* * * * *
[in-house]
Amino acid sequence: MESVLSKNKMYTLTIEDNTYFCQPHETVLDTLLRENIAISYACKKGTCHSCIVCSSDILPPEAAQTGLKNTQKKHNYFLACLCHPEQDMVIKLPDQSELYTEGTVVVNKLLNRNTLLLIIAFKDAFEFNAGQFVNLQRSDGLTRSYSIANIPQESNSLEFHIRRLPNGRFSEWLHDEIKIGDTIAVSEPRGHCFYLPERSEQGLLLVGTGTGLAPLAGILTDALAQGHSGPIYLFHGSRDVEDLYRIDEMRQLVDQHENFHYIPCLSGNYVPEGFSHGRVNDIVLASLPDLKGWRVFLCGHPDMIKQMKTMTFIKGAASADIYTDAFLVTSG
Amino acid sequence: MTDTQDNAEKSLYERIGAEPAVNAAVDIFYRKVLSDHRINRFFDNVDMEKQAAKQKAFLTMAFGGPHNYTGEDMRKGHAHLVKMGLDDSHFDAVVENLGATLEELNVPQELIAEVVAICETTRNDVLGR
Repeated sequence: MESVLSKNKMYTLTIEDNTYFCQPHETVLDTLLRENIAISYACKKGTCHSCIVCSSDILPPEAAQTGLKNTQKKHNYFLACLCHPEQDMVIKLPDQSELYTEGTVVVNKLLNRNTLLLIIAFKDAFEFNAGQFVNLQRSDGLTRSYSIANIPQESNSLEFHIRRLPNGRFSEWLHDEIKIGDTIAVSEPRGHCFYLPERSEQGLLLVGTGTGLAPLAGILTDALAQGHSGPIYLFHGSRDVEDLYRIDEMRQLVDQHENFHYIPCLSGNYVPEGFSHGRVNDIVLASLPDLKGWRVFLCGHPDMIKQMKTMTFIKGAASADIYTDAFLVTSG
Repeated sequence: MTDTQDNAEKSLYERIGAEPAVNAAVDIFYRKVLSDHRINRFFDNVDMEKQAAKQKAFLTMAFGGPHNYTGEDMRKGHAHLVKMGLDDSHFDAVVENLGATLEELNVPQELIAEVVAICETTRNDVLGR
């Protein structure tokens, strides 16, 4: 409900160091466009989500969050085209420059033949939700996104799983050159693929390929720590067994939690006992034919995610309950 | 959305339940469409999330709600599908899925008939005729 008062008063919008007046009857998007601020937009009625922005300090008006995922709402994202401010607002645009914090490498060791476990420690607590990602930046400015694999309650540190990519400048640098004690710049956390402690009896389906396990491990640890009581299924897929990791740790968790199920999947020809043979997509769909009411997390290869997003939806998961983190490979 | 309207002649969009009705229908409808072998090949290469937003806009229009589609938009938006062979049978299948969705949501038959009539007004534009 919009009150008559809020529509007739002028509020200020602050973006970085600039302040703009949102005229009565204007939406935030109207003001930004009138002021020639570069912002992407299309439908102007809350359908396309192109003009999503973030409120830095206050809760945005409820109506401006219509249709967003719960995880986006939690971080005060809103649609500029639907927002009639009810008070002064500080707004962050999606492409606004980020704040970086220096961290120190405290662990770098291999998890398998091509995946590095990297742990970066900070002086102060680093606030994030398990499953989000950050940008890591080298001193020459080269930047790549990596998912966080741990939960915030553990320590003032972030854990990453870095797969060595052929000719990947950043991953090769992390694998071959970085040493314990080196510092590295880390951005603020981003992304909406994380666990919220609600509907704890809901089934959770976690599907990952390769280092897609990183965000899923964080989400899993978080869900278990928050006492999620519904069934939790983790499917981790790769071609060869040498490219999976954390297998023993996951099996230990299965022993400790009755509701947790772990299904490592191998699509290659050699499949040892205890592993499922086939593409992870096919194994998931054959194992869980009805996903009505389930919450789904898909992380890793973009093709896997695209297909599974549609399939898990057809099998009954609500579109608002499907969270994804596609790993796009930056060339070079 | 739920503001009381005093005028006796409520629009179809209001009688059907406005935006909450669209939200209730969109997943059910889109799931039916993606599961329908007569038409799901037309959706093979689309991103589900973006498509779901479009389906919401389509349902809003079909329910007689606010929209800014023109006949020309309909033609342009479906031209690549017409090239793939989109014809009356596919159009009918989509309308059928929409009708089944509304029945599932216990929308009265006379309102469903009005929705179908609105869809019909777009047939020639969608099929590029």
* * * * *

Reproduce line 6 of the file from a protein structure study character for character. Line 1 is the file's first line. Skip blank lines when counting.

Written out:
């Protein structure tokens, strides 16, 4: 409900160091466009989500969050085209420059033949939700996104799983050159693929390929720590067994939690006992034919995610309950 | 959305339940469409999330709600599908899925008939005729 008062008063919008007046009857998007601020937009009625922005300090008006995922709402994202401010607002645009914090490498060791476990420690607590990602930046400015694999309650540190990519400048640098004690710049956390402690009896389906396990491990640890009581299924897929990791740790968790199920999947020809043979997509769909009411997390290869997003939806998961983190490979 | 309207002649969009009705229908409808072998090949290469937003806009229009589609938009938006062979049978299948969705949501038959009539007004534009 919009009150008559809020529509007739002028509020200020602050973006970085600039302040703009949102005229009565204007939406935030109207003001930004009138002021020639570069912002992407299309439908102007809350359908396309192109003009999503973030409120830095206050809760945005409820109506401006219509249709967003719960995880986006939690971080005060809103649609500029639907927002009639009810008070002064500080707004962050999606492409606004980020704040970086220096961290120190405290662990770098291999998890398998091509995946590095990297742990970066900070002086102060680093606030994030398990499953989000950050940008890591080298001193020459080269930047790549990596998912966080741990939960915030553990320590003032972030854990990453870095797969060595052929000719990947950043991953090769992390694998071959970085040493314990080196510092590295880390951005603020981003992304909406994380666990919220609600509907704890809901089934959770976690599907990952390769280092897609990183965000899923964080989400899993978080869900278990928050006492999620519904069934939790983790499917981790790769071609060869040498490219999976954390297998023993996951099996230990299965022993400790009755509701947790772990299904490592191998699509290659050699499949040892205890592993499922086939593409992870096919194994998931054959194992869980009805996903009505389930919450789904898909992380890793973009093709896997695209297909599974549609399939898990057809099998009954609500579109608002499907969270994804596609790993796009930056060339070079 | 739920503001009381005093005028006796409520629009179809209001009688059907406005935006909450669209939200209730969109997943059910889109799931039916993606599961329908007569038409799901037309959706093979689309991103589900973006498509779901479009389906919401389509349902809003079909329910007689606010929209800014023109006949020309309909033609342009479906031209690549017409090239793939989109014809009356596919159009009918989509309308059928929409009708089944509304029945599932216990929308009265006379309102469903009005929705179908609105869809019909777009047939020639969608099929590029």